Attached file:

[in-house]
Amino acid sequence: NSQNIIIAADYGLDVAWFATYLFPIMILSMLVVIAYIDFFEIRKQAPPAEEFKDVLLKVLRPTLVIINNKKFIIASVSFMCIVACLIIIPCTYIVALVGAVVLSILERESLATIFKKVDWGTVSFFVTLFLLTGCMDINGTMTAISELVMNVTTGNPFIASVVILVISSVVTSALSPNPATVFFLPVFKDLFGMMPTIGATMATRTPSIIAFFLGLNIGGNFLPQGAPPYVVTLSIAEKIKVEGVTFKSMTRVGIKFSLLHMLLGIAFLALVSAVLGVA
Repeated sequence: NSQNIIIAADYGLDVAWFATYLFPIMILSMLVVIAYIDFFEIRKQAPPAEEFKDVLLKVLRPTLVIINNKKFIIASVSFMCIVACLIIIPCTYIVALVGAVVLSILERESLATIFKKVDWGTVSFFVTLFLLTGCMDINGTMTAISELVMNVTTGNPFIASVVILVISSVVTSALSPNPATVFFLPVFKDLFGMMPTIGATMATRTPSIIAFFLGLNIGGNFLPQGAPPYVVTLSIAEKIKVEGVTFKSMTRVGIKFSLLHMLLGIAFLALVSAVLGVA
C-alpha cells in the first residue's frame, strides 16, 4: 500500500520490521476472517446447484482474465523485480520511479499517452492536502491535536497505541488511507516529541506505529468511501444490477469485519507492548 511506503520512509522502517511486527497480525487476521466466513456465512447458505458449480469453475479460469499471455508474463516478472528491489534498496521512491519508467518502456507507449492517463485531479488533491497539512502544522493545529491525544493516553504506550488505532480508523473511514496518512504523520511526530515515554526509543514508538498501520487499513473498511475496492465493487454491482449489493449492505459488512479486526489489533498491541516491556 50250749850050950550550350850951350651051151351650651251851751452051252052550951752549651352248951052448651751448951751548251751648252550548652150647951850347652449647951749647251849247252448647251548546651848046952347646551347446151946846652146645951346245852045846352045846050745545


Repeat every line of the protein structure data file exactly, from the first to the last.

[in-house]
Amino acid sequence: NSQNIIIAADYGLDVAWFATYLFPIMILSMLVVIAYIDFFEIRKQAPPAEEFKDVLLKVLRPTLVIINNKKFIIASVSFMCIVACLIIIPCTYIVALVGAVVLSILERESLATIFKKVDWGTVSFFVTLFLLTGCMDINGTMTAISELVMNVTTGNPFIASVVILVISSVVTSALSPNPATVFFLPVFKDLFGMMPTIGATMATRTPSIIAFFLGLNIGGNFLPQGAPPYVVTLSIAEKIKVEGVTFKSMTRVGIKFSLLHMLLGIAFLALVSAVLGVA
Repeated sequence: NSQNIIIAADYGLDVAWFATYLFPIMILSMLVVIAYIDFFEIRKQAPPAEEFKDVLLKVLRPTLVIINNKKFIIASVSFMCIVACLIIIPCTYIVALVGAVVLSILERESLATIFKKVDWGTVSFFVTLFLLTGCMDINGTMTAISELVMNVTTGNPFIASVVILVISSVVTSALSPNPATVFFLPVFKDLFGMMPTIGATMATRTPSIIAFFLGLNIGGNFLPQGAPPYVVTLSIAEKIKVEGVTFKSMTRVGIKFSLLHMLLGIAFLALVSAVLGVA
C-alpha cells in the first residue's frame, strides 16, 4: 500500500520490521476472517446447484482474465523485480520511479499517452492536502491535536497505541488511507516529541506505529468511501444490477469485519507492548 511506503520512509522502517511486527497480525487476521466466513456465512447458505458449480469453475479460469499471455508474463516478472528491489534498496521512491519508467518502456507507449492517463485531479488533491497539512502544522493545529491525544493516553504506550488505532480508523473511514496518512504523520511526530515515554526509543514508538498501520487499513473498511475496492465493487454491482449489493449492505459488512479486526489489533498491541516491556 50250749850050950550550350850951350651051151351650651251851751452051252052550951752549651352248951052448651751448951751548251751648252550548652150647951850347652449647951749647251849247252448647251548546651848046952347646551347446151946846652146645951346245852045846352045846050745545